The cast of Father Knows Best in 1954.Photo: Bil Browning
In Pat Buchanan’s editorial, “The Great White Hope,” the ultra-conservative columnist and former communications director of President Reagan laments the demise of the white man, and specifically the middle-aged and working-class white man, whom he portrays as the victim of our changing times whose plight includes raising rates of suicide, death, and addiction, and stagnant wages.
Buchanan pines for those (very pre-Obama) halcyon days when:
“In the popular culture of the ’40s and ’50s, white men were role models. They were the detectives and cops who ran down gangsters and the heroes who won World War II on the battlefields of Europe and in the islands of the Pacific. They were doctors, journalists, lawyers, architects and clergy…our skilled workers and craftsmen….They were the Founding Fathers…and the statesmen….Lincoln and every president had been a white male. Middle-class white males were the great inventors…[and] the great capitalists….All the great captains of America’s wars were white males.”
I can imagine Buchanan seeing through his nostalgic mind’s eye the television shows from his youth: “Father Knows Best,” “The Donna Reed show,” and “Leave it to Beaver,” all reflecting the mainstream popular image of the American family as white, middle class, with a nice home in the suburbs, and all the family members accepting their assigned raced and gendered scripts.
Take “Father Knows Best,” of which the program’s title is very telling. The Anderson family lived in the generic hometown of Springfield, though we never learn the state. The family profile ran something like this: Betty Anderson – affectionately called “Princess” by her doting parents – was the eldest child who was smart, pretty, fairly emotional, rarely if ever getting into trouble, always looking out for her younger brother and sister.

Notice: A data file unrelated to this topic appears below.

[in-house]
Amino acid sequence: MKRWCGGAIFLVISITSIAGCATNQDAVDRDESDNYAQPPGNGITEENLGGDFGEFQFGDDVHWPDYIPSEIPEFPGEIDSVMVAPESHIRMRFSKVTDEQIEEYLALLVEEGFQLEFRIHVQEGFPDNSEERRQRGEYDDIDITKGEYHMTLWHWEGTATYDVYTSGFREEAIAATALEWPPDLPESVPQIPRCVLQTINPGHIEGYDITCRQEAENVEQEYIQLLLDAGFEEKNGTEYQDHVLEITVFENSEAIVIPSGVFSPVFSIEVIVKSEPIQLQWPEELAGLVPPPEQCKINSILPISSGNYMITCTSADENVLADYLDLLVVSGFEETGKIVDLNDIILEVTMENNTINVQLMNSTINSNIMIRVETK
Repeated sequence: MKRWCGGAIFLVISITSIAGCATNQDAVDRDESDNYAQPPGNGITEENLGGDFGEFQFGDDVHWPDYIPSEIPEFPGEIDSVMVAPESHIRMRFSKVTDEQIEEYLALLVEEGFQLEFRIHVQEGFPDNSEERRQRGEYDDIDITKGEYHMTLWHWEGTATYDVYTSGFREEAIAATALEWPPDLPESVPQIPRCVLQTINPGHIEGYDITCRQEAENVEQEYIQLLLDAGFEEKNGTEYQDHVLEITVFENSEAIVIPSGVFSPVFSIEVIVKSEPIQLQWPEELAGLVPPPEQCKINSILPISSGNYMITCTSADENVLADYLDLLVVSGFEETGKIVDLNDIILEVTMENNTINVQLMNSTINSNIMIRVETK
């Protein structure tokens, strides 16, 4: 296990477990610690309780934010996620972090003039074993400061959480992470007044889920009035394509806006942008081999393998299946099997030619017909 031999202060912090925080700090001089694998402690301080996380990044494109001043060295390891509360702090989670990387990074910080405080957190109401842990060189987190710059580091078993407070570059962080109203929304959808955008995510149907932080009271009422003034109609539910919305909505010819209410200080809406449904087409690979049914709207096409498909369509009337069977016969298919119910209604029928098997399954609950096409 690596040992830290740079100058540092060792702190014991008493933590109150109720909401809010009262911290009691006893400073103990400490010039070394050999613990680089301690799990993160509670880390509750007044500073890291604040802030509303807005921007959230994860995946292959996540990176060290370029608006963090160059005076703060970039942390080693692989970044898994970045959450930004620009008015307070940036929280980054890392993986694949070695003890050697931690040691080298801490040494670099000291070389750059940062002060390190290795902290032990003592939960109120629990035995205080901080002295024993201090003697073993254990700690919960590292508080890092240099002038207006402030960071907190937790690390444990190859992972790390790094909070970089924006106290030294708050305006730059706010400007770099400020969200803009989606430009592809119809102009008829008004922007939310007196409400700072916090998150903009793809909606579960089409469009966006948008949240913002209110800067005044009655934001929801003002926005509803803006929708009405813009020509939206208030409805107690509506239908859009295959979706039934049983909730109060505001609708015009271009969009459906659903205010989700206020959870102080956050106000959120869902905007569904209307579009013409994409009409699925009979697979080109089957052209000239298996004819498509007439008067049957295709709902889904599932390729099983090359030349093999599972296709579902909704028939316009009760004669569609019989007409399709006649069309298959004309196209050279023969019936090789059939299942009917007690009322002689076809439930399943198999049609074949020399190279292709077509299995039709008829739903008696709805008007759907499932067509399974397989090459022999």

Bud (James Jr.) Anderson, possessed the “boy-next-door” good looks, was wisecracking, irresponsible, rarely emotional, independent, and frequently worked on his car while wearing a greasy t-shirt.
Cathy the youngest, whom her parents affectionately called “Kitten,” exhibited many emotions, and was a bit of a “tomboy” in an endearing sort of way. She was very dependent on her parents and older siblings for support.
Jim Anderson, the visible head of the family, was very wise, forthright, and moral. He was seen often reading the newspaper over his morning orange juice and eggs cooked by his wife before heading out to his professional career work.
Margaret Anderson, emotional but steady and nurturing, portrayed a housewife who was most often seen tidying up the living room and in the kitchen fixing meals for the family. In the late afternoons, she waited expectantly by the door to share her family’s joys and deflect their trials and sorrows as they returned home from work and school.
Television commercials at the time showed white women ruthlessly attacking scuff marks and disheartening wax buildup on kitchen floors, and ugly smelly toilet-bowl grime. And who can forget that terrifying “ring around the collar.”
White (and only white) men, on the other hand, were pictured in total control, viewed, for example, seated behind the wheel of their “luxurious Oldsmobiles,” with their adoring “better halves” by their side. Or they were “looking smart” and “being smart” after shaving with Gillette, with the obligatory sexy young white woman feeling their smooth strong faces. Or they were tackling one another and working up a real sweat in the (all white) manly sport of football, after which they cooled down with a cold refreshing Budweiser.
Coming back to the present, Pat Buchanan asked and answered his own question: “But what explains the social disaster of white Middle America?”